Hagia Sophia welcomes first prayer since reopening, 86 years after conversion to museum

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Turkish President Recep Tayyip Erdogan attended the first prayer service at Hagia Sophia in over 86 years.

Thousands of people from across Turkey gathered to attend the service – the first since Erdogan repealed Hagia Sophia’s status as a museum. The areas outside the building were separated for prayer, quickly filling to capacity.

No less than 350,000 people took part in the prayer, many of whom wore face masks as a precaution during the coronavirus pandemic.

Faithful wait in the historic Sultanahmet district of Istanbul, outside the Byzantine-era Hagia Sophia, on Friday, July 24, 2020.
(Photo AP / Yasin Akgul)

Erdogan began the prayer with a recitation of the Quran, then handed the service to Ali Erbas, who prayed that Muslims would never be “denied” the right to worship at Hagia Sophia again.

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Built almost 1,500 years ago, Hagia Sophia was the first cathedral in the Roman Empire. After a thousand years, the Ottomans converted the structure into a mosque following the sack of Constantinople.

When national hero Mustafa Kemal Atatürk created the modern state of Turkey, he converted the mosque into a museum, a move that was in line with his secular policy for the new country.

Faithful wait in the historic Sultanahmet district of Istanbul, near the Byzantine-era Hagia Sophia, on Friday, July 24, 2020.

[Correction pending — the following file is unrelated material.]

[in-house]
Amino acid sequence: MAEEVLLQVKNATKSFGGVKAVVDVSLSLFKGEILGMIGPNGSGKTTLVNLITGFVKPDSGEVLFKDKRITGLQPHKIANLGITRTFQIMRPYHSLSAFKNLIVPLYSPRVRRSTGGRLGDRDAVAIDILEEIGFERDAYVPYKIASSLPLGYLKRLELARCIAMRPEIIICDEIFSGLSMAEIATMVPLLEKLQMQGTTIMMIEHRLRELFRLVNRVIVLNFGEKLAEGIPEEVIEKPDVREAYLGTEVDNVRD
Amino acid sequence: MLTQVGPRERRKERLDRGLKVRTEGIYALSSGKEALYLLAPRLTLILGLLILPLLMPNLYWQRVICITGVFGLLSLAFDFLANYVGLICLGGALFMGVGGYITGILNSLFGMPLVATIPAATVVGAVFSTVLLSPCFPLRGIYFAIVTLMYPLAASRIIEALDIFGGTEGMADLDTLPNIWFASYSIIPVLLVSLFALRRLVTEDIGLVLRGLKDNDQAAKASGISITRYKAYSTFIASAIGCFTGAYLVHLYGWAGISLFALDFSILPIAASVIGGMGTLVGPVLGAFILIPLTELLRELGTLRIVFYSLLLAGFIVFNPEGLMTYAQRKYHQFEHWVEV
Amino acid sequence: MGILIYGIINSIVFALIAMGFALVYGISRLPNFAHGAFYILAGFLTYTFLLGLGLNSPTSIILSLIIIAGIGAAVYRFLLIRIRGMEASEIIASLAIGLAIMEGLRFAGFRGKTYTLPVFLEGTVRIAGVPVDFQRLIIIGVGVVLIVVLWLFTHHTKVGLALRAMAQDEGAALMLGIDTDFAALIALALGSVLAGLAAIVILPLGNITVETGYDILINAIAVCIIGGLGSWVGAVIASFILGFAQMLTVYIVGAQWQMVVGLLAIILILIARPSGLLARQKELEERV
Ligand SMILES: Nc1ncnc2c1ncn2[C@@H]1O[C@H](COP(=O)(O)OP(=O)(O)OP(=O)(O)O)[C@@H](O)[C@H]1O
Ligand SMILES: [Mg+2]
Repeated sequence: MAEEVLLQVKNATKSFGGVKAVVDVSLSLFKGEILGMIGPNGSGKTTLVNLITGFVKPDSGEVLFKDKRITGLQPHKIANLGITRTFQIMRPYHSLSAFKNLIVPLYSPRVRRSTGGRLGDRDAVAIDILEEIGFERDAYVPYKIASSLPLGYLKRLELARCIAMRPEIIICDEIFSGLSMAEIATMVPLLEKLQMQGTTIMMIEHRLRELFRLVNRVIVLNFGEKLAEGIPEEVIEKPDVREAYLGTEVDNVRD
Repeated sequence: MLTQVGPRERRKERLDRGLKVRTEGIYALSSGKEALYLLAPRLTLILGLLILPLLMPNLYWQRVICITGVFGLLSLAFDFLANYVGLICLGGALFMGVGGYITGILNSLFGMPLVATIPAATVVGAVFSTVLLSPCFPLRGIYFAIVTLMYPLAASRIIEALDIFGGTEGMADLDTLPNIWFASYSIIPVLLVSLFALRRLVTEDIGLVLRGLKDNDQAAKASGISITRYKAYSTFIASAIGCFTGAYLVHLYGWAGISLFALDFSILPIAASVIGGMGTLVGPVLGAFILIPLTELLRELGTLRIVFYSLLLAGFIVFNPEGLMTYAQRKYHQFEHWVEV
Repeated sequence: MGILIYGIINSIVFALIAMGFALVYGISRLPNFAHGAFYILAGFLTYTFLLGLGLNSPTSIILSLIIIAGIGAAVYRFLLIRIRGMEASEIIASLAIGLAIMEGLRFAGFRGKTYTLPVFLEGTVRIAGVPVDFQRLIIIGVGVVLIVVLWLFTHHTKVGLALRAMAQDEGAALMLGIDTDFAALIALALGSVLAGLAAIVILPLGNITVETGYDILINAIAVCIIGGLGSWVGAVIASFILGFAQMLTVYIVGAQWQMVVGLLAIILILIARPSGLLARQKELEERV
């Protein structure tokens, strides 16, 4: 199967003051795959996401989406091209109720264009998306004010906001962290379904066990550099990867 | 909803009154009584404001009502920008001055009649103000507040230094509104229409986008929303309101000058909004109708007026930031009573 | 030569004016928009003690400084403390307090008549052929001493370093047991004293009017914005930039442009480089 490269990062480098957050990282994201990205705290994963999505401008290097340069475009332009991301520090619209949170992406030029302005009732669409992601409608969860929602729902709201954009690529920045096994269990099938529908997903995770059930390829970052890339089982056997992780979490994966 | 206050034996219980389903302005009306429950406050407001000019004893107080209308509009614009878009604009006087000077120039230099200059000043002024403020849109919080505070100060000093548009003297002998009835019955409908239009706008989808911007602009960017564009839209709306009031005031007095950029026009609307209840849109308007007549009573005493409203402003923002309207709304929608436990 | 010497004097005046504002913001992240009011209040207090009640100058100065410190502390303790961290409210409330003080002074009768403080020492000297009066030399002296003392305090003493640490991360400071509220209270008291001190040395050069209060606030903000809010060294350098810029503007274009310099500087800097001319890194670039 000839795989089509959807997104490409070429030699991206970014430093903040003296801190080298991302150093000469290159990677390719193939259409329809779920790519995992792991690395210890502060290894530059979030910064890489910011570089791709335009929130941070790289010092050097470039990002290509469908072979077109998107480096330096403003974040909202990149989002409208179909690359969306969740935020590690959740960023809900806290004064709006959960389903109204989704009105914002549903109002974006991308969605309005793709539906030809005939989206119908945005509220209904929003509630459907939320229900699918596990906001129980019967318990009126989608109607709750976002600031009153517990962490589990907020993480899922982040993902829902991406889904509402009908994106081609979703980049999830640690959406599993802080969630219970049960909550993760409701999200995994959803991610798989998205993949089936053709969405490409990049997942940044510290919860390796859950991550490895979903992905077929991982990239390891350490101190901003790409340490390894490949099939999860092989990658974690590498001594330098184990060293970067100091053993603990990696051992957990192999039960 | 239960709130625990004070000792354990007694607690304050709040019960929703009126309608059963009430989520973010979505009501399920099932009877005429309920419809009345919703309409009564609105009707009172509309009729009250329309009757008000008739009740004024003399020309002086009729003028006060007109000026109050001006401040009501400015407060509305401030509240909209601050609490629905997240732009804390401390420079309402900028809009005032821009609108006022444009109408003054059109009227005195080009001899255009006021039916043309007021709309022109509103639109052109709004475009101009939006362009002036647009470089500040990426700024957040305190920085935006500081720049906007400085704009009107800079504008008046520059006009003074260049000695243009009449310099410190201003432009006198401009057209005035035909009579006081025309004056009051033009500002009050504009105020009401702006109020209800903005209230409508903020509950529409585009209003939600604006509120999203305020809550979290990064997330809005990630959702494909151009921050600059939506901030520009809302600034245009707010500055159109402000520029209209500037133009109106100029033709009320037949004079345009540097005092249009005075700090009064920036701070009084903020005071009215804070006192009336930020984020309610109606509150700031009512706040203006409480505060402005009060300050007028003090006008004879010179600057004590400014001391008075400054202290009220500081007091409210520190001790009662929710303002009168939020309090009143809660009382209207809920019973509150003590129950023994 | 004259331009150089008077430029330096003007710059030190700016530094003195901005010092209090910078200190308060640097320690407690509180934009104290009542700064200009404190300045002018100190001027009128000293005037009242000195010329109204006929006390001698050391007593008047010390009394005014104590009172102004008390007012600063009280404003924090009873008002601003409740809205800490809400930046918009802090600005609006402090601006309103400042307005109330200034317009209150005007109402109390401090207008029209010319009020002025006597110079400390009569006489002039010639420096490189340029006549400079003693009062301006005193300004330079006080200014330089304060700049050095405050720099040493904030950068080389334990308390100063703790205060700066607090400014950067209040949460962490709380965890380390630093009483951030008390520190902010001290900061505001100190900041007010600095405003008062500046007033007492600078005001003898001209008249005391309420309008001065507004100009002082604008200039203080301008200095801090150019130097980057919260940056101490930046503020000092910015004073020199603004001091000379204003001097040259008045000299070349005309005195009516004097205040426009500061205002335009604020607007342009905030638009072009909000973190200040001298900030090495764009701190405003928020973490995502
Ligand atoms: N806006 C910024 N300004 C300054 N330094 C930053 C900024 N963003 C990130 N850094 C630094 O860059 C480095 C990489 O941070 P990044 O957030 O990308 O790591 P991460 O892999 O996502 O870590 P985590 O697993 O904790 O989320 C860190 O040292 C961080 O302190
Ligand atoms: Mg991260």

(AP)

The decision to reopen the Byzantine structure as a mosque drew criticism from Greece, the United States and Christian Church leaders who called on Erdogan to maintain Hagia Sophia’s museum status, but the president has finalized the move following a High Court ruling.

“It is Hagia Sophia breaking loose from her chains of captivity. It was the biggest dream of our youth, ”Erdogan said last week. “It was the desire of our people and it was accomplished.”

Muslims pray during Friday prayers in Istanbul's historic Sultanahmet district, near Byzantine-era Hagia Sophia in the background, Friday, July 24, 2020.

Muslims pray during Friday prayers in Istanbul’s historic Sultanahmet district, near Byzantine-era Hagia Sophia in the background, Friday, July 24, 2020.
(Photo AP / Yasin Akgul)

Some believe Erdogan pushed through the movement in order to combat its slump in popularity during an economic downturn.

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“This allows him to shift the narrative from economics to culture wars, an area where he has done well in the past by mobilizing his right-wing base,” said Soner Cagaptay, Turkish analyst for the Washington Institute and author of “Erdogan’s Empire, ”told The Associated Press.

Muslims pray during Friday prayers in Istanbul's historic Sultanahmet district, near Byzantine-era Hagia Sophia in the background, Friday, July 24, 2020.

Muslims pray during Friday prayers in Istanbul’s historic Sultanahmet district, near Byzantine-era Hagia Sophia in the background, Friday, July 24, 2020.
(Photo AP / Yasin Akgul)

The move proved popular with the Erdogan base, however: dozens gathered outside the building following the court order last week, and hundreds camped overnight to be ready for the first Friday prayer.

Dozens of worshipers passed a police checkpoint to rush to Hagia Sophia and social distancing practices, in place due to the coronavirus outbreak, have been ignored, Turkish media reported.

Retired teacher Suleyman Karatas said: “God willing, there will remain a mosque. Because Hagia Sophia is the heritage of our ancestor.

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Erdogan’s government promised that the artifacts in Hagia Sophia would remain protected and that the building would still be open for public visits outside of prayer times.

The Associated Press contributed to this report.

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